with our wild Dartmoor, as you may guess. But
all these things are too hard for me, and how any
man can plot against so wonderful looking a prince
as Owen passes me. I cannot but think that there
is some mistake, and that my uncle has no hand in
the affair. That will be proved ere long, I do believe."

I answered that indeed I hoped that it would
prove so, and then asked for Morfed, the priest who
had crossed with us, as I did not see him among the
other clergy at the table. She told me that he had
left them, on foot, at the gate of Watchet, making his
way westward, as she believed. He had only joined
their party for easier travelling in Dyfed. Then she
must needs ask me questions about Thorgils' song,
and specially of Elfrida. I had no mind to tell her
much, but it is hard to refuse to answer a lady who
speaks in all friendly wise and pleasantly, so that I
had to tell her much the same that I told Nona the
princess, and began to wonder if every lady who had
the chance would be as curious to know all about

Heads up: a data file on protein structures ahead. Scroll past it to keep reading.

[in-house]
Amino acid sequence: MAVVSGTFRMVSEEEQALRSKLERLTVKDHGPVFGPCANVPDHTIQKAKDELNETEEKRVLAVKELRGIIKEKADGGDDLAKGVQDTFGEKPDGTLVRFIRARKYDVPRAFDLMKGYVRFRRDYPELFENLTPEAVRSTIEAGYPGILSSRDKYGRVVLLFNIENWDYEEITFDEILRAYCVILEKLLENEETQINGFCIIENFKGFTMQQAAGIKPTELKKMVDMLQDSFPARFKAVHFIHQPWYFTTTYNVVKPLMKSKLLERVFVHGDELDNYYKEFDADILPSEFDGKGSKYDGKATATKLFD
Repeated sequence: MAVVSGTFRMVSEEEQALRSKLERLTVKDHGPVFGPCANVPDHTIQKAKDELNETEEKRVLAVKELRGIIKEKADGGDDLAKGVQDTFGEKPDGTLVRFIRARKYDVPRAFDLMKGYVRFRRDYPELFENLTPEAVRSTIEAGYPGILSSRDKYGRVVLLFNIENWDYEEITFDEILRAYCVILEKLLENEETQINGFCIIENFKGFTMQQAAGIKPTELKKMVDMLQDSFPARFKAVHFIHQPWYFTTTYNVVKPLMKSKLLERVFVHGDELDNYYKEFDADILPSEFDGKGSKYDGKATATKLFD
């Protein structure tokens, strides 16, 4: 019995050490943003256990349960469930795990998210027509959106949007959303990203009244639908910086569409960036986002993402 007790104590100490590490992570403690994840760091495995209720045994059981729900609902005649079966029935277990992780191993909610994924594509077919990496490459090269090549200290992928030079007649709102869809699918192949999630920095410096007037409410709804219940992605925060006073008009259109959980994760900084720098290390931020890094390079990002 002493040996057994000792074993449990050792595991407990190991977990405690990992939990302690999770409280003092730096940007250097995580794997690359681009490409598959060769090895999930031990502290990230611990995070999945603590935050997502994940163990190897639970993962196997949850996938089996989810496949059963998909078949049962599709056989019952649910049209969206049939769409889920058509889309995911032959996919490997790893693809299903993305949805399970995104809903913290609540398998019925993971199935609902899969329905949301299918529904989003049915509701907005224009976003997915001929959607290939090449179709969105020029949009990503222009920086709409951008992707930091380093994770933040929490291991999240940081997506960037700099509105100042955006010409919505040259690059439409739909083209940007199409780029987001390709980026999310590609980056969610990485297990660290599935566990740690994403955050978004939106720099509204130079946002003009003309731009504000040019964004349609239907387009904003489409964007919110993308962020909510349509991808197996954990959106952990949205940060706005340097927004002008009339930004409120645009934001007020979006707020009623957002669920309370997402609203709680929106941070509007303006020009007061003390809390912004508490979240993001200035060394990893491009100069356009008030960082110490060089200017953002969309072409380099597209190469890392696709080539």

what story there was. And that was a true fore-
boding of mine, for so it was, until I grew used to
it. But all this minded me of Nona and her warn-
ing, and I was half sorry that the priest had not
come here to be taken care of with Dunwal.


After that night we saw little of these two. Mara
went to the house of Jago, and Dunwal kept to
himself about the palace boundaries within the old
ramparts, and seemed to shun notice. As for me,
word went to Ina that all was well, and he sent a
letter back to say that it would please him to know
that I was with Owen for a time yet. So I bided
with him, and for a time all went well, for we heard
nought of Tregoz in any way, while another of his
friends was taken and imprisoned in some western
fortress of Cerent's. Nor were there any more attacks
made on Owen, so that after a little while we went
about, hunting and hawking, in all freedom, for
danger seemed to have passed with the taking of
Dunwal as hostage.

Then one day a guard from the gate brought me
a folded paper, on which my name was written in a
fair hand, saying that it had been left for me by a
swineherd from the hill, who said that it was from
some mass priest whom I knew. The guard had
let the man go away, deeming that, of course, there
was no need to keep him. Nor had they asked who
the priest might be, as it was said that I knew him.
I took the letter idly and went to my stables with it